If you could choose a fictional world to live in, which one would it be?
Both the Avatar series: The Last Airbender and The Legend of Korra. There’s an intrinsic beauty and spirituality to the universe that you can appreciate even as an everyday person, or someone without any sort of magical or divine powers. The connection between people, cultures, as well as humans and earth are big themes that become tangible in this world. I have so much respect for the work that the writers, artists, and show creators put into the world-building to make both series the modern epics that they are.
What’s an upcoming project—personal or otherwise—that you’re looking forward to?
I am currently on the writing team for the television adaptation of Sonny Liew’s The Art Of Charlie Chan Hock Chye. I studied the graphic novel in school, and it’s a dream to bring a local treasure like this to the TV screen. The story resonates with me greatly as a Singaporean creator, so I hope I can do right by it.
What’s something you’ve learnt or discovered about yourself over the past year? What led to this discovery?
I’ve learnt that it’s okay to say you’re not okay. The people around you want to be there for you, and pretending otherwise doesn’t benefit them. Working on yourself doesn’t mean you have to be alone—I have a wonderful support system that I’m grateful for, and I appreciate their patience with me as I internalise this lesson.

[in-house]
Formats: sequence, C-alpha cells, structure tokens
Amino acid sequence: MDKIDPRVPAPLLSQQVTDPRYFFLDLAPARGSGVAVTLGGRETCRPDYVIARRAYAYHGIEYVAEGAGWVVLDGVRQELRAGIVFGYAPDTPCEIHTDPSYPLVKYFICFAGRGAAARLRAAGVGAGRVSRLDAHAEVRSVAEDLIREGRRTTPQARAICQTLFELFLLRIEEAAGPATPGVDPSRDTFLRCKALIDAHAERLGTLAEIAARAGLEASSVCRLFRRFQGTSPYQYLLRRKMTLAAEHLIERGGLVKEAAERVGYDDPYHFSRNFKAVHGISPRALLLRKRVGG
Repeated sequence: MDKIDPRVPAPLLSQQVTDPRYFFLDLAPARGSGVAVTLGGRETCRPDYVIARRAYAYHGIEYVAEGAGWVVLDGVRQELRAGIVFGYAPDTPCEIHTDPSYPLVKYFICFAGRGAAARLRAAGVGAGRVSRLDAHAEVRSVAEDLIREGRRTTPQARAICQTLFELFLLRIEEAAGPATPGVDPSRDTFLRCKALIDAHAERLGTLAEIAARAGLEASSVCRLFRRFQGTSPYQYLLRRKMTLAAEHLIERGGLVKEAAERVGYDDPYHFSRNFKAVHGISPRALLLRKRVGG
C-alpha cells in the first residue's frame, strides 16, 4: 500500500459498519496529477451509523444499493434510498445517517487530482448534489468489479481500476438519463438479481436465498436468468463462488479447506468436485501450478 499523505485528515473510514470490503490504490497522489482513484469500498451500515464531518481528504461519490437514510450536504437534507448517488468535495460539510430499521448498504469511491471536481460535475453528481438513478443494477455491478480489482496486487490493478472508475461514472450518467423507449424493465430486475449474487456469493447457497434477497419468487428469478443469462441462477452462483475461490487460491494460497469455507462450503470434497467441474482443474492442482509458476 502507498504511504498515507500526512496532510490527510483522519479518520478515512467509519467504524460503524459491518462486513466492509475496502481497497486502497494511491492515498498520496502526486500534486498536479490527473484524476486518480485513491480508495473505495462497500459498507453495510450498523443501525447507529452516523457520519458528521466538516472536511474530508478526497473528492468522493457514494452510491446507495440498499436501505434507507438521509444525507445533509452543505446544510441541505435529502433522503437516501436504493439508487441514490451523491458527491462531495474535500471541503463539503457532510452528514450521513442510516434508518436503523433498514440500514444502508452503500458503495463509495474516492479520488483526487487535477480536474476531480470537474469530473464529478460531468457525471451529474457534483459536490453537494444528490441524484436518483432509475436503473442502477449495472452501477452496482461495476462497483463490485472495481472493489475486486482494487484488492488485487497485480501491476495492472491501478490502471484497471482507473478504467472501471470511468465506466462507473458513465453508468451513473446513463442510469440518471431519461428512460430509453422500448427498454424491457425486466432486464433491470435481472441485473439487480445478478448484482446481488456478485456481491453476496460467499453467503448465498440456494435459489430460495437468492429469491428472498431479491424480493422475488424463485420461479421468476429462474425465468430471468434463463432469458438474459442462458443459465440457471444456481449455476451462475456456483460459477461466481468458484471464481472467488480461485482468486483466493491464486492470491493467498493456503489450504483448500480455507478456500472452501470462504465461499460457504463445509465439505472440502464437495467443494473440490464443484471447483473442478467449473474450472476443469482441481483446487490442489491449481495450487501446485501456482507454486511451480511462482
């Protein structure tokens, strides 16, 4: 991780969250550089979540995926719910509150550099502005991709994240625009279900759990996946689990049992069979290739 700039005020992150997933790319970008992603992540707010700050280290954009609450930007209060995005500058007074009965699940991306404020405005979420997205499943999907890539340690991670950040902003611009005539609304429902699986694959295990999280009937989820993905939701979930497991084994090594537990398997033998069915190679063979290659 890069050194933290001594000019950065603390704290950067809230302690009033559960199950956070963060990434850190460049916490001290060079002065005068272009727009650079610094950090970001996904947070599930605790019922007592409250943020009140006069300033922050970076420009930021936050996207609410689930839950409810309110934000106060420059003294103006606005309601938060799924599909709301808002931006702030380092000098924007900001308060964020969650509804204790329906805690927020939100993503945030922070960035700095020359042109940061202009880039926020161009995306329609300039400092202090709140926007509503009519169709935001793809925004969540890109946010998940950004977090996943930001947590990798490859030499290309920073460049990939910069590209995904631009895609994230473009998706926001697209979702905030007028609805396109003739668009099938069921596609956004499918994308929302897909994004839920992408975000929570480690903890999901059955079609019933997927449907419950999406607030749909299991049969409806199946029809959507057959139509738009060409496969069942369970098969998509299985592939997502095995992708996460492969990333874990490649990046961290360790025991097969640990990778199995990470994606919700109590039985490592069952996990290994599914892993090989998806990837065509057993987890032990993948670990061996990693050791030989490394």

If you had the choice to invite one historical figure to dinner, who would you like to talk to?
I would have dinner with Laika the dog, who was the first animal to head to space, so I could take her away and give her a good home, instead of having her being shot into space and left to die. Let’s just assume no other animals would’ve been sent in her place.
What’s one childhood memory that you remember really well?
We had moral education classes in primary school—once, we were given an exercise where we were shown a cartoon image of a kitchen and were asked to list exactly 10 items we’d bring into a bomb shelter with us. Amongst the many resources like food, water, torchlights were three different pets. I remember being confused about why they weren’t automatically counted, but also generally being very troubled by the exercise. I don’t think the teachers ever actually explained what we were supposed to learn from it, so, I am still confused. Maybe they were too?
What’s something that isn’t taught in schools now, but you feel should be?
A basic class on anthropology. Learning about diverse cultural and religious practices and celebrations is a necessity, especially in the country that we live in. Specifically, it is crucial for people to learn that they should listen to those from different backgrounds about how to respect them and their cultures. We have to be critical about the way that we approach others in order to learn that.